Last week the Boston Herald published, then apologized for, a cartoon depicting President Obama in the bathroom brushing his teeth. Behind him, cartoonist Jerry Holbert drew the infamous White House intruder Omar Gonzalez in the bathtub. Holbert's fictional Gonzales character asked the President, "Have you tried the new watermelon flavored toothpaste?"

There was swift and widespread condemnation of Holbert's cartoon. Gov. Deval Patrick said it was "stupid." The Boston chapter of the NAACP said the cartoon "reopened the wounds of race in Boston." Holbert himself apologized for the work, and the Boston Herald agreed to meet with the NAACP to discuss racial sensitivity.

Boston Public Radio cohost Margery Eagan asked if there were a way to make lemonade out of the proverbial lemons of public discontent.

"I think we can make some lemon vodka. I'm not sure about lemonade," the Rev. Emmett G. Price III joked. "This is an old scenario that's played out. I think it was absolutely insensitive for the cartoon to run. (...) A syndicated editor had tried to pull the string on this, said 'this is not going to run in our newspaper, you need to change it to a different type of fruit,' and the Boston Herald decided to go on and run it" anyway, Price said. "It was inappropriate."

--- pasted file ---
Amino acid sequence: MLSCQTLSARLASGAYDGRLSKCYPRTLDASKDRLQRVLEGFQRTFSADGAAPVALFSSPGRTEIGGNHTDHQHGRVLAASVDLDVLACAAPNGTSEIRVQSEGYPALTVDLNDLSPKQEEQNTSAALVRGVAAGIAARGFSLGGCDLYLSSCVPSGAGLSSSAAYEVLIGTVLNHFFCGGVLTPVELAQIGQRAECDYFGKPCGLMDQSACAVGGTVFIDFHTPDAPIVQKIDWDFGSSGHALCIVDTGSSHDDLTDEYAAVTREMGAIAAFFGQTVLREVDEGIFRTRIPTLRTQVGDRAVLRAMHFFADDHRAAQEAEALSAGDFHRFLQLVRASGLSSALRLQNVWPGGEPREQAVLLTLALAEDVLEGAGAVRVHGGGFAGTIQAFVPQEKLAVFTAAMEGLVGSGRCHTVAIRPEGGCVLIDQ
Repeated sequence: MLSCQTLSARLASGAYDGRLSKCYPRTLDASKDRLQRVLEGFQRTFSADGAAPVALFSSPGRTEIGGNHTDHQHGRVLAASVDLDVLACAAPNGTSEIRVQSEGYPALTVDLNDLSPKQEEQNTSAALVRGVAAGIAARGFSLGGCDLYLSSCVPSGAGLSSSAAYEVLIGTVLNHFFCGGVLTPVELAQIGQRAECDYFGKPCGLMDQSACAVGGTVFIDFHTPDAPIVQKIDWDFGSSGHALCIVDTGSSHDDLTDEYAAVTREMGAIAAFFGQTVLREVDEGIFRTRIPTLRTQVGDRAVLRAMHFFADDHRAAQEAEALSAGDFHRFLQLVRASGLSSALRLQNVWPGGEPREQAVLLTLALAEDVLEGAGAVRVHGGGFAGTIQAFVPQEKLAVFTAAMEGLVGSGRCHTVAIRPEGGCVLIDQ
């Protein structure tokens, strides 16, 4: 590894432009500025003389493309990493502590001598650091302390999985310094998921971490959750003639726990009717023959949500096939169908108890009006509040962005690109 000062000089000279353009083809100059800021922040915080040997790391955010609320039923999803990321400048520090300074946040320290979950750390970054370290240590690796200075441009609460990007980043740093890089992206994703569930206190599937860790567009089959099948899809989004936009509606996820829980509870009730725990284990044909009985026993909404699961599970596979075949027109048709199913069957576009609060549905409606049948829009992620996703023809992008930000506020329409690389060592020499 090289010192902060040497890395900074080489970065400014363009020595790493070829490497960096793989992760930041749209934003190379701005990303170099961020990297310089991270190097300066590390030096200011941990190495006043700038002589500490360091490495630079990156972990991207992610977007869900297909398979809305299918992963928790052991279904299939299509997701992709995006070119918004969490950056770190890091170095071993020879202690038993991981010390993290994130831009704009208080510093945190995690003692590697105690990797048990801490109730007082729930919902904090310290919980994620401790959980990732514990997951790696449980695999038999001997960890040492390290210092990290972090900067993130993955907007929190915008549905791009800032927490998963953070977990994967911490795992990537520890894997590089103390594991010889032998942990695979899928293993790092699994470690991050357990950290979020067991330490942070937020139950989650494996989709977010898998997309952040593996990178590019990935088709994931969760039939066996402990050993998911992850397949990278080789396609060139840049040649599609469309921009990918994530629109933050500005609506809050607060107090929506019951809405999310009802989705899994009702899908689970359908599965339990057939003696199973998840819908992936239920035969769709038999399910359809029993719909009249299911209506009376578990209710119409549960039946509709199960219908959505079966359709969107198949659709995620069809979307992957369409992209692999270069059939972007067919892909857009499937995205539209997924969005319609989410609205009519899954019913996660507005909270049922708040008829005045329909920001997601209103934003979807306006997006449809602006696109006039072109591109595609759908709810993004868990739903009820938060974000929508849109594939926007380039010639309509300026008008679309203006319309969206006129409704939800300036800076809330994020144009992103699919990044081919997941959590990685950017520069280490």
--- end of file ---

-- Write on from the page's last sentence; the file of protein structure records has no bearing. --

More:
The Rev. Irene Monroe agreed with Price, and added that the cartoon might have been an attempt at sensationalism. "The Herald is like a tabloid newspaper, but in the sort of rubric of [papers like] National Enquirer, it tends to show the most negative of everything." Monroe added, "It's not the go-to paper that African-Americans in Boston would pick up."

Monroe pointed out that the Boston Herald is far from the first publication to print racially-charged cartoons. The Pennsylvania news outlet Lancaster New Era took heat for comparing cramped quarters on commercial planes to slave ships. "We're dogged with this sort of negative iconography," Monroe said.

Boston Public Radio cohost Jim Braude asked whether the NAACP's statement about the cartoon — that it "reopened the wounds of race" in the city — effectively addressed the problem. Price thought so. "I'm proud of [president] Mike Curry and the Boston chapter of the NAACP for being the watchdog and calling them to task on it. I think the Herald could benefit from some sensitivity training," Price said. He added, "I'm not sure it's going to solve anything." Price said he thought Jerry Holbert was sincere in his apology about the cartoon.

Monroe wasn't convinced the cartoon reopened old racial wounds "because we make the assumption they were closed" to begin with. About Holbert, Monroe said, "He really probably did find this to be funny, and that's the real problem. Why is that so funny to him?"

>> To hear the entire conversation with Revs. Irene Monroe and Emmett G. Price III, click the audio link at the top of the page.